Case Studies

BMW Engine Camshaft Bolts Problem – Repair and Correction

What Happens
Certain late model BMWs can experience a problem with the camshaft sprocket retention bolts failing.
This is a design defect, and well know in professional BMW service circles.
You can see on the photo below, that VANOS (variable valve timing system) to intake camshaft bolts have broken and backed out, 3 of the 4 bolts are damaged and loose.

BMW said “in very rare cases the bolts holding the variable camshaft timing (Vanos) unit housing may become loose or, in extreme cases, break.” In such cases, the driver would be alerted by a check-engine warning light. Power to the engine could be reduced and “if ignored, the problem can become progressively worse, eventually leading to no-start conditions, stalling and engine damage.” Vanos is BMW’s variable-valve timing technology.

The models affected by the recall are the 1 Series, 3 Series, 5 Series, 5 Series Gran Turismo, X3, X5, X6 and Z4 from the 2010-12 model years, as well as the 2012 6 Series.

Why Bad
It is important to correct this ASAP as it will allow camshaft to become unsynchronized with the crankshaft, pistons will strike valves and do massive internal engine damage. Or a bolt backs out and falls into the timing change, Either way, a very bad day.

Cause Of Failure
Signs and Symptoms of this problem include VANOS fault codes, rough idle, engine noise, knocking or clicking sound, maybe a rumbling noise. Then, if not corrected, the KABOOM. An expensive “KABOOM”.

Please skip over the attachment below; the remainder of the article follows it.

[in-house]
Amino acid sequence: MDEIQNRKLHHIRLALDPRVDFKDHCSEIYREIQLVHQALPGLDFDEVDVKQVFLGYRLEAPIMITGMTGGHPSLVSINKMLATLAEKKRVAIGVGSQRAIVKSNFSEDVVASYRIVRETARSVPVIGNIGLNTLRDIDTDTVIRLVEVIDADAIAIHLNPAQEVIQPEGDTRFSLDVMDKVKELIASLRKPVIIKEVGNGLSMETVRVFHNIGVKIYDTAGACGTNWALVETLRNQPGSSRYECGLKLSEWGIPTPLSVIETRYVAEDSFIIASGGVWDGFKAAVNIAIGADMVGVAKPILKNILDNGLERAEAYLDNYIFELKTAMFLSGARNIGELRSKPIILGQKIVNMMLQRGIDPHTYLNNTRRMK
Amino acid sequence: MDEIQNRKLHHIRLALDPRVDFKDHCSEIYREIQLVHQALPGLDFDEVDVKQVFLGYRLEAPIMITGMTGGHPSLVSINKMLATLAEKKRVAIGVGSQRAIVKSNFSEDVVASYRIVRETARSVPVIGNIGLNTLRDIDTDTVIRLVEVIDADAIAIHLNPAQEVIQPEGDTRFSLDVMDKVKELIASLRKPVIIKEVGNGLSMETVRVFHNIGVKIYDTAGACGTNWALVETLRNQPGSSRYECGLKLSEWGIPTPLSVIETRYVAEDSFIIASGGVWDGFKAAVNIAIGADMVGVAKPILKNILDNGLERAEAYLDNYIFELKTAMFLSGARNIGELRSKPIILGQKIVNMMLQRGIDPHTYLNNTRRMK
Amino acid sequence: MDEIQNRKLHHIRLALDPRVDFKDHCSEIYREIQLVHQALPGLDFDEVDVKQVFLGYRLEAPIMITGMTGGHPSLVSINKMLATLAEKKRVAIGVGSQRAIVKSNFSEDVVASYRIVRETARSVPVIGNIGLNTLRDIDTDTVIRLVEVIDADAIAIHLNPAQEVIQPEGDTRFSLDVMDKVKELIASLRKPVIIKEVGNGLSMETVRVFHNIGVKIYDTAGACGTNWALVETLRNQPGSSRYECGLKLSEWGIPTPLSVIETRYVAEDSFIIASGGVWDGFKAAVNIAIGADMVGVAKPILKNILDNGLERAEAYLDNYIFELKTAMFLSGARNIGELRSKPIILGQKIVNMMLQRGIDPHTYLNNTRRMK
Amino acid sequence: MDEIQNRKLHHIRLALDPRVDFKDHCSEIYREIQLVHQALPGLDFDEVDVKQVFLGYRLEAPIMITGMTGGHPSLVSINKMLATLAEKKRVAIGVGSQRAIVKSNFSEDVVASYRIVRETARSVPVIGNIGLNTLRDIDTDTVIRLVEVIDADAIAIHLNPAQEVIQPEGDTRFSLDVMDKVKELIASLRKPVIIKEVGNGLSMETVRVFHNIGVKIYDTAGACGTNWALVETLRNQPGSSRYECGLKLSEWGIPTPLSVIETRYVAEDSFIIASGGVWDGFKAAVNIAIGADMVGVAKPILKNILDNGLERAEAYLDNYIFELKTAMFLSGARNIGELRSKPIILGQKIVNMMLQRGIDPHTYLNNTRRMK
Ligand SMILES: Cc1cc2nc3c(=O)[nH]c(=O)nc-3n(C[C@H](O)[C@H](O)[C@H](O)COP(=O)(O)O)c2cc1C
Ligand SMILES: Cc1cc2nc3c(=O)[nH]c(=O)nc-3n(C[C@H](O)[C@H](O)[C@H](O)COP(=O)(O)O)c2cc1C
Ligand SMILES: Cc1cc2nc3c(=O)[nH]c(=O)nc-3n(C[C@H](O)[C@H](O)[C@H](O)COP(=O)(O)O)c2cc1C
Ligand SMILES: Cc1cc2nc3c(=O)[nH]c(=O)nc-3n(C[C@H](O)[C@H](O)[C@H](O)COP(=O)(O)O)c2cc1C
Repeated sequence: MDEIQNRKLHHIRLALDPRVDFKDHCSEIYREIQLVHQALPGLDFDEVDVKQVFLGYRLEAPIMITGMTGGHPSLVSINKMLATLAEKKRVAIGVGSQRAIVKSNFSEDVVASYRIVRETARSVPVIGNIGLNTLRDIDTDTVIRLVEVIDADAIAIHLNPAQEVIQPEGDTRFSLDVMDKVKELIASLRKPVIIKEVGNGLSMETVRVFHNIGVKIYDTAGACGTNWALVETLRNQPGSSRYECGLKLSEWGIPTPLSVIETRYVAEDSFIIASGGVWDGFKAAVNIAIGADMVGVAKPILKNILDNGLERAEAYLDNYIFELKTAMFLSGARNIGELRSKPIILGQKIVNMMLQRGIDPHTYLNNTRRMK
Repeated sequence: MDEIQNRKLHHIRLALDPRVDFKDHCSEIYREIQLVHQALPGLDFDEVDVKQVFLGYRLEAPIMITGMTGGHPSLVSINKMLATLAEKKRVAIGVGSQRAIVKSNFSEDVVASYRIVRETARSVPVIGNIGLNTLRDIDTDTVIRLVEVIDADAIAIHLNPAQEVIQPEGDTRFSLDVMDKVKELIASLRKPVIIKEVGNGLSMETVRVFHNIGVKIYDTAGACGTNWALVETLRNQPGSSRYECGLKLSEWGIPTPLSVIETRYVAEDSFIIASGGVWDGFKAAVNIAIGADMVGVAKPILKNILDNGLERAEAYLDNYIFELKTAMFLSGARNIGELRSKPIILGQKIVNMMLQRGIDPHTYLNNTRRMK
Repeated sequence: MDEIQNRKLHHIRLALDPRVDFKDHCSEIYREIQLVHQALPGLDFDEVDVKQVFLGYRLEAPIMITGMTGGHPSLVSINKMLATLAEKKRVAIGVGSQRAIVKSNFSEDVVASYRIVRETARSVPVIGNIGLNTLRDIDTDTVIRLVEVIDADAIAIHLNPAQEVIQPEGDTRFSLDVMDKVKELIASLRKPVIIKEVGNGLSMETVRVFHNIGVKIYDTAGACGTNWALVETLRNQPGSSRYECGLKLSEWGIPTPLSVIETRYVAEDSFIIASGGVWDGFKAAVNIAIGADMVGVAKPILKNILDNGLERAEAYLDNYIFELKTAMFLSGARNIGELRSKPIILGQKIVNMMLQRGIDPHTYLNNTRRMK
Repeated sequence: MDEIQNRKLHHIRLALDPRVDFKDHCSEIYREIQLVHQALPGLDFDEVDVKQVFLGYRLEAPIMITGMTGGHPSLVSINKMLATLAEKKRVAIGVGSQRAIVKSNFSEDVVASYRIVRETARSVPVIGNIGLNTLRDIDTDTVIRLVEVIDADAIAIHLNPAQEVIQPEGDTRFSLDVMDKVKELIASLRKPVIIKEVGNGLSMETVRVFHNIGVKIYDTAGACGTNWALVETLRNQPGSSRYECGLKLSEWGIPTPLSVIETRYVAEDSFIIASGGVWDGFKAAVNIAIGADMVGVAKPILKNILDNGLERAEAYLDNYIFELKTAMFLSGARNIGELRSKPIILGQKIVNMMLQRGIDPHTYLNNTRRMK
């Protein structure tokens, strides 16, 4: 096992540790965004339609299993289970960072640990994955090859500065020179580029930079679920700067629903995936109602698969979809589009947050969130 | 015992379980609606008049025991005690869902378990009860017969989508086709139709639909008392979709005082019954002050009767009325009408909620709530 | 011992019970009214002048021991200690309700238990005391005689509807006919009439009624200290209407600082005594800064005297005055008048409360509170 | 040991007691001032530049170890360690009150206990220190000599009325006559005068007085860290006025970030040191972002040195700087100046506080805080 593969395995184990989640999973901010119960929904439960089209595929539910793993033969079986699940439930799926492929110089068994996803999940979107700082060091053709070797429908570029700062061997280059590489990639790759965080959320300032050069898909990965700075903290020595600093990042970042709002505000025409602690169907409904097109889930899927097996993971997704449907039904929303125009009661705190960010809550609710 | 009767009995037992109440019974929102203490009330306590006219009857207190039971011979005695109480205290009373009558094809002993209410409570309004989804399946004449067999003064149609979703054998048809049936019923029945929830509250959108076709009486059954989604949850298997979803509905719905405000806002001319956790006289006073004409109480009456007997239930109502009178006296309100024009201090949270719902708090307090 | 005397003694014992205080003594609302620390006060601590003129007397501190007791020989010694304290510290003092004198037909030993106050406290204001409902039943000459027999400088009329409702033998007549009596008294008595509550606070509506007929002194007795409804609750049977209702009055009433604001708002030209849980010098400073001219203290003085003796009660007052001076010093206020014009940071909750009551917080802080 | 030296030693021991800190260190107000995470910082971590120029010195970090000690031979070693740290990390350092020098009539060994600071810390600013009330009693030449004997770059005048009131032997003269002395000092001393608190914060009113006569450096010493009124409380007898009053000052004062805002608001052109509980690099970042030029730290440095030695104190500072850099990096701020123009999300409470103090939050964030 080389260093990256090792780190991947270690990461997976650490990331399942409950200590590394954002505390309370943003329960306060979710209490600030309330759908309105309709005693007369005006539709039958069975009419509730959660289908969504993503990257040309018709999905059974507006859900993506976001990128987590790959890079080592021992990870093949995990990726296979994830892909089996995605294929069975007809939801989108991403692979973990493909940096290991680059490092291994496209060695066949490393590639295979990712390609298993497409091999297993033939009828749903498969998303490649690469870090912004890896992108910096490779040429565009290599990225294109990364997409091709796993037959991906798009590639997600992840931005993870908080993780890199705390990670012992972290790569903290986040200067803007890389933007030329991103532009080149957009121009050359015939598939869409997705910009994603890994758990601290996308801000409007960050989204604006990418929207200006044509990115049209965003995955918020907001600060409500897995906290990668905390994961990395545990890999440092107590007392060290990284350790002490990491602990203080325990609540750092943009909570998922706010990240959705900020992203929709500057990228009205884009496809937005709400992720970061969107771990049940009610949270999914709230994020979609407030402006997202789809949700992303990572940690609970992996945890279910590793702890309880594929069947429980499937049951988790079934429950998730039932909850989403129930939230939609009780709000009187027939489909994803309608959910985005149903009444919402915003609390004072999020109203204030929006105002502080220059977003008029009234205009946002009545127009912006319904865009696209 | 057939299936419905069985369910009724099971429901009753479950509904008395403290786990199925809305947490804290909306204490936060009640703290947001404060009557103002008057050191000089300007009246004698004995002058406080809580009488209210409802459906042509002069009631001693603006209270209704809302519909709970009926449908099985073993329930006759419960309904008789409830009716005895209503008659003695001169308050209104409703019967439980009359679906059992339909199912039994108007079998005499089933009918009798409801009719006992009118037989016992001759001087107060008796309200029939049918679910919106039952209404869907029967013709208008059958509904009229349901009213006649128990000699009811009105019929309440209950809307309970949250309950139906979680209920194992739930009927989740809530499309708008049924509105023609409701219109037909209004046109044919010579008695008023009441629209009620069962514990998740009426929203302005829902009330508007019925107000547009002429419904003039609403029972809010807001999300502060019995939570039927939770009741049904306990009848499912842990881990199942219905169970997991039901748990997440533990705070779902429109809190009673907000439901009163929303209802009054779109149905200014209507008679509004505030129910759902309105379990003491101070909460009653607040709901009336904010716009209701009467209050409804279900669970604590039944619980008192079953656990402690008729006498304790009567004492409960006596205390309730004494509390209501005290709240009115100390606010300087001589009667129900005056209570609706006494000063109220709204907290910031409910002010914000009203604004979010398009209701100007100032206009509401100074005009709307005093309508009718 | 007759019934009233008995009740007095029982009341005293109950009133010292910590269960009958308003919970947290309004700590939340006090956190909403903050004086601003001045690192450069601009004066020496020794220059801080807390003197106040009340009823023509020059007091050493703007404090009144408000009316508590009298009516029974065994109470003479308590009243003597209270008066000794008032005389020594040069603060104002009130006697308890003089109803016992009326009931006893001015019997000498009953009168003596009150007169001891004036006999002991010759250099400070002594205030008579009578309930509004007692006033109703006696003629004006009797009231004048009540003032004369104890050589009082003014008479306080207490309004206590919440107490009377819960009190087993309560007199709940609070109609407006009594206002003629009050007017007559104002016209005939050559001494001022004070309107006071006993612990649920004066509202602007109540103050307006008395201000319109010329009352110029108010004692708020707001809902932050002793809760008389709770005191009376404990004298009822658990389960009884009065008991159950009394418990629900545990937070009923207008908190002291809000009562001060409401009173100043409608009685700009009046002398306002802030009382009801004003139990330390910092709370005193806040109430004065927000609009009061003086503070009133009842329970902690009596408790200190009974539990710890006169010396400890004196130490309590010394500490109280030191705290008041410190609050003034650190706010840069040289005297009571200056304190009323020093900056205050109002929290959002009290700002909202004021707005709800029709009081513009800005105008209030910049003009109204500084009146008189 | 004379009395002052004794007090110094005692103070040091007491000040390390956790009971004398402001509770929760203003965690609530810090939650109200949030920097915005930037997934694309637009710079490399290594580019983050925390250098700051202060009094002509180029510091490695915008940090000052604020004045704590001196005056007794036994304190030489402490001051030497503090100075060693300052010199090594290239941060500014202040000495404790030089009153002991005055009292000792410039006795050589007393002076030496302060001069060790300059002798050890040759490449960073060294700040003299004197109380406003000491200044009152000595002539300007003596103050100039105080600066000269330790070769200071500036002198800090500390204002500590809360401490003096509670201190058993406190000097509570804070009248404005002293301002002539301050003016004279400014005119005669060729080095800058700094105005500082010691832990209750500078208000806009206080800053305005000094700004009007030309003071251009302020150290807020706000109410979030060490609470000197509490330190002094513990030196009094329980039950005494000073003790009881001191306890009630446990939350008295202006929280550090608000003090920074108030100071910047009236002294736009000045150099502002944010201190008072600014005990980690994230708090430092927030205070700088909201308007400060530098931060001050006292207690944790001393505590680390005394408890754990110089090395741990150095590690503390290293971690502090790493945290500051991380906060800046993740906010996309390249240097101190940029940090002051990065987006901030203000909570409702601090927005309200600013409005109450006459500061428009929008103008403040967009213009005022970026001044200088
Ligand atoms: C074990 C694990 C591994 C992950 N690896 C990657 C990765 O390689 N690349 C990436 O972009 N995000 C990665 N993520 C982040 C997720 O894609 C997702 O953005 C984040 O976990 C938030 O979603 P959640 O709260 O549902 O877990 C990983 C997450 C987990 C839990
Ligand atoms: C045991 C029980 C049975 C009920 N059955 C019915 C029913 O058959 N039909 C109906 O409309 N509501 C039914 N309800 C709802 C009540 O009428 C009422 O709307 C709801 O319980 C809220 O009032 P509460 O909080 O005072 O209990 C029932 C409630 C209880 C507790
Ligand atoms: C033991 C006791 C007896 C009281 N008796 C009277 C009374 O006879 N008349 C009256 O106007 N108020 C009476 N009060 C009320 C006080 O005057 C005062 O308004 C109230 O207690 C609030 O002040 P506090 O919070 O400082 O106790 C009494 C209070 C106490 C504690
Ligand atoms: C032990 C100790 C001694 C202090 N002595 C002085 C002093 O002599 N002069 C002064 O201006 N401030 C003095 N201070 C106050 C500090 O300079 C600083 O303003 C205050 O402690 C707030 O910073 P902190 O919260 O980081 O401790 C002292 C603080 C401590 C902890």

If you experience any of the following signs, you may be on your way to bolt failure.
Call or stop by the Atlantic Motorcar Center so we can check out your BMW immediately.

  • Your check engine light comes on
  • You hear a knocking noise that sounds like metal on metal
  • You experience a great loss of power

The old bromide that “An ounce of prevention is worth a pound of cure” never rang truer than in the case of your engine’s internals. Proper servicing, which is all too often overlooked on today’s newer cars with their extended service intervals, will go a long way to preventing problems in the first place.

We strongly advise to all of our BMW and Mini Cooper customers, to consider changing the engine oil and filter every 5,000 miles. Following extended service intervals of 12,000 to 15,000 miles is a recipe for failure, setting the customer up for a very expensive, and very unexpected failure down the road. Nothing is less costly, or can do more to prolong the life of your car, than changing the fluid and filter (if equipped) on a regular basis, BEFORE failure.

Your Advocate, On Your Side
At AMC, because we are independent and locally owned, we are YOUR advocate, and our team makes a point of checking recalls and service campaigns from the manufacturer on every visit, and keeping our customers up to date.

Not a simple repair, yes, but one, if done correctly, will last several years. That’s our goal with BMW, and other autos here, fix it right the first time, and prevent problems from happening in the first place. 30 years of service experience have well taught us that “an ounce of prevention is worth a pound of cure.”

Be cured, once and for all, and give us a call, we’re happy to answer any service questions you might have on your BMW, Audi, Mercedes, Lexus, Volvo or Volkswagen.Earning your trust, every time you turn the car…that’s what we do…every day…for the last 30 years. Click here see what our happy customers have to say about us and our service at AMC Customer Reviews.

If you have questions, or if we can be of further assistance, just call us at (207) 882-969, we’d love to meet you, and your car!

Bruce and the AMC Service Team

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